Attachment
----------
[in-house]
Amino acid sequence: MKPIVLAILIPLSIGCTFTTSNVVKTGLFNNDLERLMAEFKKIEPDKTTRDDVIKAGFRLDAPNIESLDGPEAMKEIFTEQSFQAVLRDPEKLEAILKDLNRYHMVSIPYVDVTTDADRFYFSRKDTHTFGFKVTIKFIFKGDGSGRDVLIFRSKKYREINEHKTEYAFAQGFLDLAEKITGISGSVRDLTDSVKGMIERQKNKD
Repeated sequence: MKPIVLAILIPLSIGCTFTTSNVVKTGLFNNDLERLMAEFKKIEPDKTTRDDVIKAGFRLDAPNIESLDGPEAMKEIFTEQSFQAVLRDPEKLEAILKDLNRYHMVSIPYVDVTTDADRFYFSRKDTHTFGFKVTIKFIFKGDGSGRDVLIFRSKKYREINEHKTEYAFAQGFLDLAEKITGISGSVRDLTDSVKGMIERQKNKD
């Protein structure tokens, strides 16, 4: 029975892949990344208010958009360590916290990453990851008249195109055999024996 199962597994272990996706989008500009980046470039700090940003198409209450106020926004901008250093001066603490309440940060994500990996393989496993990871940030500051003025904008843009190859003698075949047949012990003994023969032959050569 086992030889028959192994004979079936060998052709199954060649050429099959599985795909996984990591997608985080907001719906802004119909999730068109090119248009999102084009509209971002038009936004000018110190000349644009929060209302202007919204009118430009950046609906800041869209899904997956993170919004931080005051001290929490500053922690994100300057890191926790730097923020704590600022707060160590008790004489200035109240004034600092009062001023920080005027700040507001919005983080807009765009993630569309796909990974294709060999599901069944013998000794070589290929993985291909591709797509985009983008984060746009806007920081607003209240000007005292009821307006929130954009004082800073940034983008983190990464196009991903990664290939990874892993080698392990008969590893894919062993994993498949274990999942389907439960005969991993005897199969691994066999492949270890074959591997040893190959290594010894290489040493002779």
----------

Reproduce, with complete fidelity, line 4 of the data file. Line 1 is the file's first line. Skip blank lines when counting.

């Protein structure tokens, strides 16, 4: 029975892949990344208010958009360590916290990453990851008249195109055999024996 199962597994272990996706989008500009980046470039700090940003198409209450106020926004901008250093001066603490309440940060994500990996393989496993990871940030500051003025904008843009190859003698075949047949012990003994023969032959050569 086992030889028959192994004979079936060998052709199954060649050429099959599985795909996984990591997608985080907001719906802004119909999730068109090119248009999102084009509209971002038009936004000018110190000349644009929060209302202007919204009118430009950046609906800041869209899904997956993170919004931080005051001290929490500053922690994100300057890191926790730097923020704590600022707060160590008790004489200035109240004034600092009062001023920080005027700040507001919005983080807009765009993630569309796909990974294709060999599901069944013998000794070589290929993985291909591709797509985009983008984060746009806007920081607003209240000007005292009821307006929130954009004082800073940034983008983190990464196009991903990664290939990874892993080698392990008969590893894919062993994993498949274990999942389907439960005969991993005897199969691994066999492949270890074959591997040893190959290594010894290489040493002779």